The Caesar Rodney Institute has updated its Transparency Delaware website with state payroll and vendor data through 2010. A quick glance at the data shows that there will be a great deal to consider.
Given the patterns uncovered by the Delaware News Journal in the past, CRI looked at “overtime” pay and “other” pay in the Delaware Department of Corrections in 2010. (“Other” pay includes more than 100 categories, the most important of which are holiday pay, shift differentials, call back pay, and sick day buyouts.) While half of the DOC’s employees collected just their salary, 50% received overtime pay in 2010. Of those, 59 employees earned overtime that exceeded 100% of their salaries, plus considerable “other” pay.
Among the most hardworking were:
Salary Overtime Other Total
Clark Jordon $ 31,403 $ 61,622 $ 5,053 $ 98,079
David Lowery $ 40,553 $ 64,684 $ 3,120 $ 108,356
Thomas Romanowski $ 37,115 $ 58,040 $ 5,053 $ 100,208
Louis Neal $ 37,337 $ 56,599 $ 5,053 $ 98,890
Another 85 DOC employees earned overtime and other pay equal to 75% to 99% of their salaries, while 240 employees came in between 50% to 74%, 728 between 25% and 49%, and 889 from 10% to 24%.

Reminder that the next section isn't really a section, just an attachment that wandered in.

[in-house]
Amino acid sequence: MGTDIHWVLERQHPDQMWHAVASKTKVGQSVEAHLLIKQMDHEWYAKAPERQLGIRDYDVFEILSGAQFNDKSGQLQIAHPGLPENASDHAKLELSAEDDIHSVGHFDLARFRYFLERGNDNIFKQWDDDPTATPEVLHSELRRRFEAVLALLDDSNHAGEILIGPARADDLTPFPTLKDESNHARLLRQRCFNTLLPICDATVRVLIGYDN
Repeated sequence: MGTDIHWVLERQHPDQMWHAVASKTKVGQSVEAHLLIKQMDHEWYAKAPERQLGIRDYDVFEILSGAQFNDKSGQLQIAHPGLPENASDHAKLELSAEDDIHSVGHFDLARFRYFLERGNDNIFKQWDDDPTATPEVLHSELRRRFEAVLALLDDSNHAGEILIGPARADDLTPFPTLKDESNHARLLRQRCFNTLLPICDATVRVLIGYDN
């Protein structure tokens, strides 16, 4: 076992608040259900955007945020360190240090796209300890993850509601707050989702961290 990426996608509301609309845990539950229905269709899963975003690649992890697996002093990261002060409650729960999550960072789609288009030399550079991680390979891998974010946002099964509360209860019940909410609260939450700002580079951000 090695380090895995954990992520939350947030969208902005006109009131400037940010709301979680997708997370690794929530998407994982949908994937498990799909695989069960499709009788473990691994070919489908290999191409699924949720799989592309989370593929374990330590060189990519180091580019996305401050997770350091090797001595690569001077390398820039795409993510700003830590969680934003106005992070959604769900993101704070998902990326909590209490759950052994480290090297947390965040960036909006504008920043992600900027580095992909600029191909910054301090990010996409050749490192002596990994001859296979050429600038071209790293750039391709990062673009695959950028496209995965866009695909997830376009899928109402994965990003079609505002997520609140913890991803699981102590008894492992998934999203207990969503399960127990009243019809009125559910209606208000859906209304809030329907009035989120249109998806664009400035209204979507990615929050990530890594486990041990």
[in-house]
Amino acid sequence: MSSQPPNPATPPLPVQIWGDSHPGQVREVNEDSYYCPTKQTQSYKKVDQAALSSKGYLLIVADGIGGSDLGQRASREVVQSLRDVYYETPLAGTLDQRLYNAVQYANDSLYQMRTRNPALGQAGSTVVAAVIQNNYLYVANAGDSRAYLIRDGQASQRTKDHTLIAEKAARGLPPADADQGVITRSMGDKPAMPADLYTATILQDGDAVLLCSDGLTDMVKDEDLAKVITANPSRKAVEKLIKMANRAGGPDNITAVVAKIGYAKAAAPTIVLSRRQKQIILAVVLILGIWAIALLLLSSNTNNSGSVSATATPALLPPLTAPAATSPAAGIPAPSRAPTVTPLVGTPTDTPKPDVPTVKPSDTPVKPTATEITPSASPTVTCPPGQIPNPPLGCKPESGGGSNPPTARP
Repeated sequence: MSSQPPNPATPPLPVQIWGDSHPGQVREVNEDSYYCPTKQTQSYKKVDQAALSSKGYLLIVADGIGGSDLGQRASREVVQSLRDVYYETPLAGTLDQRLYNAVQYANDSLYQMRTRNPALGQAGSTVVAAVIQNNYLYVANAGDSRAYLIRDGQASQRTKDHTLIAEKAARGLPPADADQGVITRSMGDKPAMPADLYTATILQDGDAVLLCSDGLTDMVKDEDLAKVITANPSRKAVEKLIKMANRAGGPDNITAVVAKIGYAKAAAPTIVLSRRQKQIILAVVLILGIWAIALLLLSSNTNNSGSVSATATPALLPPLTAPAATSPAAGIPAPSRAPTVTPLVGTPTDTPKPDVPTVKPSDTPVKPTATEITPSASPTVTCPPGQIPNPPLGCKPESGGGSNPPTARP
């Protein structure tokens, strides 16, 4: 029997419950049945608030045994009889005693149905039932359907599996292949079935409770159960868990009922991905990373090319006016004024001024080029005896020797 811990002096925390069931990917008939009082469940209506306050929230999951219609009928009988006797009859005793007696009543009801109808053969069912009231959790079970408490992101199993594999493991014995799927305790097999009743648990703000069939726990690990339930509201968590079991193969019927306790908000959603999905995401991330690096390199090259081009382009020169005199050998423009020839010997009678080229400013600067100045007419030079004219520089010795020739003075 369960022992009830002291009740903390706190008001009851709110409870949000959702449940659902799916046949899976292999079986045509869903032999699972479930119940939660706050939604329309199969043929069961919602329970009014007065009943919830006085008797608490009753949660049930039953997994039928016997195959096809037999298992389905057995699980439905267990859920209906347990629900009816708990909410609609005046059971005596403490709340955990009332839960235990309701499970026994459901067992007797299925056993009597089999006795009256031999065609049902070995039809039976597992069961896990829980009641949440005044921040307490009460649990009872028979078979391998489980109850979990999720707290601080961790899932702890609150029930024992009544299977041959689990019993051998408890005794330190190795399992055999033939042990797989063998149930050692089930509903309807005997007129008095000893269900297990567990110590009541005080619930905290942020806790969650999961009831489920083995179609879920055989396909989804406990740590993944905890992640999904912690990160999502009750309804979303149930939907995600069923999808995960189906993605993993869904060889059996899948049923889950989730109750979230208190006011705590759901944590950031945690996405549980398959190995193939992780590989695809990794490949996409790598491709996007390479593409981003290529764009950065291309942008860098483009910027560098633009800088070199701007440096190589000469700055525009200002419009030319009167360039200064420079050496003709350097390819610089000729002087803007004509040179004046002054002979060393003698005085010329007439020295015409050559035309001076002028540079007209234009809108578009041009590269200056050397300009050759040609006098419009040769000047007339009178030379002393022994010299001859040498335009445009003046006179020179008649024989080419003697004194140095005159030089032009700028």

There could be many explanations for this unusual compensation pattern. Some employees may be working double shifts throughout the year. Overall, the DOC may be understaffed. Perhaps given the generous benefits paid to state employees (over 40% of salary), it saves money to work existing staff overtime.
Regardless, the data begs for an explanation. Is there appropriate management oversight for overtime and other pay?
Dr. John E. Stapleford, Director
Center for Economic Policy and Research